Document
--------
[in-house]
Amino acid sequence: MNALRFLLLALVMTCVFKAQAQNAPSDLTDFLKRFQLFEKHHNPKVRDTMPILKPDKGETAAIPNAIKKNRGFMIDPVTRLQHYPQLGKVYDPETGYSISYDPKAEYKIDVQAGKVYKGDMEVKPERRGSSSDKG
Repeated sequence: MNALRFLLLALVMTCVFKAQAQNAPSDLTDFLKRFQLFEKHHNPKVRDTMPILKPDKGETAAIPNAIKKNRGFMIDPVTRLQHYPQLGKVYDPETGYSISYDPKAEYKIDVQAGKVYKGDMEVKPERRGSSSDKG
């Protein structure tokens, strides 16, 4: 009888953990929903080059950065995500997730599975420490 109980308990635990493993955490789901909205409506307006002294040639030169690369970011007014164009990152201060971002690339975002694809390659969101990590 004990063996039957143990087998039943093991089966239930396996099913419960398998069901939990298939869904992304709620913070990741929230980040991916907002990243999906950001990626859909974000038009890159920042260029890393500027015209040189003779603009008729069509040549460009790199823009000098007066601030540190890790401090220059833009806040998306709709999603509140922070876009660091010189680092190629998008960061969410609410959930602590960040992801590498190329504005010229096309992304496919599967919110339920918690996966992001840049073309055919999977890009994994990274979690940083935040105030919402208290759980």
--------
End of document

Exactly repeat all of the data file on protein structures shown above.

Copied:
[in-house]
Amino acid sequence: MNALRFLLLALVMTCVFKAQAQNAPSDLTDFLKRFQLFEKHHNPKVRDTMPILKPDKGETAAIPNAIKKNRGFMIDPVTRLQHYPQLGKVYDPETGYSISYDPKAEYKIDVQAGKVYKGDMEVKPERRGSSSDKG
Repeated sequence: MNALRFLLLALVMTCVFKAQAQNAPSDLTDFLKRFQLFEKHHNPKVRDTMPILKPDKGETAAIPNAIKKNRGFMIDPVTRLQHYPQLGKVYDPETGYSISYDPKAEYKIDVQAGKVYKGDMEVKPERRGSSSDKG
């Protein structure tokens, strides 16, 4: 009888953990929903080059950065995500997730599975420490 109980308990635990493993955490789901909205409506307006002294040639030169690369970011007014164009990152201060971002690339975002694809390659969101990590 004990063996039957143990087998039943093991089966239930396996099913419960398998069901939990298939869904992304709620913070990741929230980040991916907002990243999906950001990626859909974000038009890159920042260029890393500027015209040189003779603009008729069509040549460009790199823009000098007066601030540190890790401090220059833009806040998306709709999603509140922070876009660091010189680092190629998008960061969410609410959930602590960040992801590498190329504005010229096309992304496919599967919110339920918690996966992001840049073309055919999977890009994994990274979690940083935040105030919402208290759980």